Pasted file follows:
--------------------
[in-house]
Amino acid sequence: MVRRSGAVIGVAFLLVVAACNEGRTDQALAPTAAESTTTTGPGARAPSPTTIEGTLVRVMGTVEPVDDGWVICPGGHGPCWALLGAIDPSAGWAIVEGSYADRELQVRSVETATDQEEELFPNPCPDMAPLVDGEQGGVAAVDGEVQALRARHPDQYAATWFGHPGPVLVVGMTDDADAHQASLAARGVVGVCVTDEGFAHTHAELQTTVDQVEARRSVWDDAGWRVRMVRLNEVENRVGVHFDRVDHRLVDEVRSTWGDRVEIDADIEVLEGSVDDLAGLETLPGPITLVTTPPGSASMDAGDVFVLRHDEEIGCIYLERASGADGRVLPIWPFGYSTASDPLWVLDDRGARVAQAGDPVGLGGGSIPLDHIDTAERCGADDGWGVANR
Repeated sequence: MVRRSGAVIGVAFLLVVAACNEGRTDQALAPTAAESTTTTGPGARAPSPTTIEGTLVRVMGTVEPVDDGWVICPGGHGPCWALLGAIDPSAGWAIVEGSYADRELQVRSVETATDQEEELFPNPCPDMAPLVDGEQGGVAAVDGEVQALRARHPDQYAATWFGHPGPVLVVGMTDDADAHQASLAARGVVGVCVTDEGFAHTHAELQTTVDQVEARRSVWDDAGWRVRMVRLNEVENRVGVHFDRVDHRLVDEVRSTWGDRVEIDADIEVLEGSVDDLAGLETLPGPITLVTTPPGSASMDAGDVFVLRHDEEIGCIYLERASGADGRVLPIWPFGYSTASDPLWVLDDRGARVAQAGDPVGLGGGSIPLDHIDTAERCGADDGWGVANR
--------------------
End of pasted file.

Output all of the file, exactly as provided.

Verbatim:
[in-house]
Amino acid sequence: MVRRSGAVIGVAFLLVVAACNEGRTDQALAPTAAESTTTTGPGARAPSPTTIEGTLVRVMGTVEPVDDGWVICPGGHGPCWALLGAIDPSAGWAIVEGSYADRELQVRSVETATDQEEELFPNPCPDMAPLVDGEQGGVAAVDGEVQALRARHPDQYAATWFGHPGPVLVVGMTDDADAHQASLAARGVVGVCVTDEGFAHTHAELQTTVDQVEARRSVWDDAGWRVRMVRLNEVENRVGVHFDRVDHRLVDEVRSTWGDRVEIDADIEVLEGSVDDLAGLETLPGPITLVTTPPGSASMDAGDVFVLRHDEEIGCIYLERASGADGRVLPIWPFGYSTASDPLWVLDDRGARVAQAGDPVGLGGGSIPLDHIDTAERCGADDGWGVANR
Repeated sequence: MVRRSGAVIGVAFLLVVAACNEGRTDQALAPTAAESTTTTGPGARAPSPTTIEGTLVRVMGTVEPVDDGWVICPGGHGPCWALLGAIDPSAGWAIVEGSYADRELQVRSVETATDQEEELFPNPCPDMAPLVDGEQGGVAAVDGEVQALRARHPDQYAATWFGHPGPVLVVGMTDDADAHQASLAARGVVGVCVTDEGFAHTHAELQTTVDQVEARRSVWDDAGWRVRMVRLNEVENRVGVHFDRVDHRLVDEVRSTWGDRVEIDADIEVLEGSVDDLAGLETLPGPITLVTTPPGSASMDAGDVFVLRHDEEIGCIYLERASGADGRVLPIWPFGYSTASDPLWVLDDRGARVAQAGDPVGLGGGSIPLDHIDTAERCGADDGWGVANR